Woolf and Vita Sackville-West were both members of the Bloomsbury Group, which was known for its liberal views on sexuality. The two began a sexual and romantic relationship that lasted for a decade, and continued as a friendship long after that. Notably, this inspiration is confirmed by Woolf herself, who noted in her diary the idea of Orlando on 5 October 1927: "And instantly the usual exciting devices enter my mind: a biography beginning in the year 1500 and continuing to the present day, called Orlando: Vita; only with a change about from one sex to the other".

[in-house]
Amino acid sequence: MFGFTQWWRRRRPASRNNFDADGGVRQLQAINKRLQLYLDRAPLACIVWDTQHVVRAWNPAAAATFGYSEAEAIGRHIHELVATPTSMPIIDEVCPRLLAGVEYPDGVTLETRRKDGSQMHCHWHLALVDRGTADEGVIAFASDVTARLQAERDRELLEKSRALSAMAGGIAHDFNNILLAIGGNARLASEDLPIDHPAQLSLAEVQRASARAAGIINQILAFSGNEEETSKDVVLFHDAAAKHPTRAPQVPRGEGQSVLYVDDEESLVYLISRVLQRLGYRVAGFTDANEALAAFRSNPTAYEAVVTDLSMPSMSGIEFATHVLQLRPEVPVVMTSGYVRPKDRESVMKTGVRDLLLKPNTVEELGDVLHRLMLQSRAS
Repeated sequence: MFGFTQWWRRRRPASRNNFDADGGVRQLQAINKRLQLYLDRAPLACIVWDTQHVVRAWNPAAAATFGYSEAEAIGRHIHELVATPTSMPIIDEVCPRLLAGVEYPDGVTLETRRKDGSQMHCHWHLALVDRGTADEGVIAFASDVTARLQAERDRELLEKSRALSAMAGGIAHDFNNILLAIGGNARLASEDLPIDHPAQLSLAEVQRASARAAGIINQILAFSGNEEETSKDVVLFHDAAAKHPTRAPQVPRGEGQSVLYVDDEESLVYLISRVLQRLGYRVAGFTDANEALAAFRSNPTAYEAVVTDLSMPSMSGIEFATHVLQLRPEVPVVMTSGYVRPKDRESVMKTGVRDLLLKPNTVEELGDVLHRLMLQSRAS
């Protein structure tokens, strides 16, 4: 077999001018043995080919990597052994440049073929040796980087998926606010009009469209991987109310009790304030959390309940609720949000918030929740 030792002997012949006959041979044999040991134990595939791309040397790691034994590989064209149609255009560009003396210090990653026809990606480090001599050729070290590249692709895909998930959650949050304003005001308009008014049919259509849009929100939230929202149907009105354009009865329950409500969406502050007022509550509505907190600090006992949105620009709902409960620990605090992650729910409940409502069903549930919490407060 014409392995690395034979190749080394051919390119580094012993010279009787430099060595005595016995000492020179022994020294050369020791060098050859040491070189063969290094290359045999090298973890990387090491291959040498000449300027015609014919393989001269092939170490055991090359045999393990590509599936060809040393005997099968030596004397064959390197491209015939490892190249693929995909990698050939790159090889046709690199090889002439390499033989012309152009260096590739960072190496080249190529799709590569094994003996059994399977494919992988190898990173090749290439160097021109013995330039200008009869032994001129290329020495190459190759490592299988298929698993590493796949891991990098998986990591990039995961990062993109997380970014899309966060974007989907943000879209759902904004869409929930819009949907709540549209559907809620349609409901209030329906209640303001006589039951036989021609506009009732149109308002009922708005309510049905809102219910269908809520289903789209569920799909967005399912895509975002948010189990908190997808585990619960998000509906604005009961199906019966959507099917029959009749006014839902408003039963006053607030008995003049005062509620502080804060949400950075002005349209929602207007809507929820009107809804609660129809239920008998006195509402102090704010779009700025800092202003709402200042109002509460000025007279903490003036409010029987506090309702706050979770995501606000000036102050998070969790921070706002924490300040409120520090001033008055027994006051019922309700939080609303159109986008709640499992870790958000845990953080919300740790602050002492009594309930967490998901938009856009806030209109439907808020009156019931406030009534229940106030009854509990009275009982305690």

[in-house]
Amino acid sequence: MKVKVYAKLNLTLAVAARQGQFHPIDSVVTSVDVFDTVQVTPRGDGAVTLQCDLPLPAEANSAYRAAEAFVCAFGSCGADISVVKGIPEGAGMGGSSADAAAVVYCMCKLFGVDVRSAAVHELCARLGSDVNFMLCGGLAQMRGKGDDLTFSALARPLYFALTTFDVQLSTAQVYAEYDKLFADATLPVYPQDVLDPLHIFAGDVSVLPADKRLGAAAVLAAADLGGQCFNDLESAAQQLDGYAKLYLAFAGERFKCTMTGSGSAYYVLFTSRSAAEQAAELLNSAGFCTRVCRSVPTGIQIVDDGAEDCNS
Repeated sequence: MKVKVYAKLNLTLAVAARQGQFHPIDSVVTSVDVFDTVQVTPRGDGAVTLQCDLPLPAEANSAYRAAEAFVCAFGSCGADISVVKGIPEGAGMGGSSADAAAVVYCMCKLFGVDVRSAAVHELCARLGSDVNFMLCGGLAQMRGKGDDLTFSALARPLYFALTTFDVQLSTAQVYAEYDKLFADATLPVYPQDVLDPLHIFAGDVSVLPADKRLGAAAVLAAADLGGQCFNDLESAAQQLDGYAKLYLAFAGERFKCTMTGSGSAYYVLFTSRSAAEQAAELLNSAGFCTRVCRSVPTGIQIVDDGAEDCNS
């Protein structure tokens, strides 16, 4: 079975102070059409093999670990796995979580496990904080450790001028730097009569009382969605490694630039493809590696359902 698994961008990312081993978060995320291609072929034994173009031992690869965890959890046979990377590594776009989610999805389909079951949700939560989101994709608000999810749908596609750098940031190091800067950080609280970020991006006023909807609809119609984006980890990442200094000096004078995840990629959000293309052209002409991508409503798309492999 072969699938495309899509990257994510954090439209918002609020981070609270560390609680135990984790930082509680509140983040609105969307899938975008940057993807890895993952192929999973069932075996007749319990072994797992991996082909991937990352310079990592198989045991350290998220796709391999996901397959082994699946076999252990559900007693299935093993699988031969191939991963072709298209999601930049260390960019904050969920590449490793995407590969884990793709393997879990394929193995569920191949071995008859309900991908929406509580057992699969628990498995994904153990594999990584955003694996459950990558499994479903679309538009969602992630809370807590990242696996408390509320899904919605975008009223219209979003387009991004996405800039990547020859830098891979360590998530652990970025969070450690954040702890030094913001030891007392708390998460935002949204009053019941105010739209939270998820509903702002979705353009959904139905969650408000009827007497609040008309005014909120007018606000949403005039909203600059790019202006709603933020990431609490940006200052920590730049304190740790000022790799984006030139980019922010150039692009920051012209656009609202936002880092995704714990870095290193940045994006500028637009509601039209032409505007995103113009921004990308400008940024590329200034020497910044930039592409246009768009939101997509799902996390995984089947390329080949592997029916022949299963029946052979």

Nigel Nicolson, Sackville-West's son, wrote, "The effect of Vita on Virginia is all contained in Orlando, the longest and most charming love letter in literature, in which she explores Vita, weaves her in and out of the centuries, tosses her from one sex to the other, plays with her, dresses her in furs, lace and emeralds, teases her, flirts with her, drops a veil of mist around her.": 307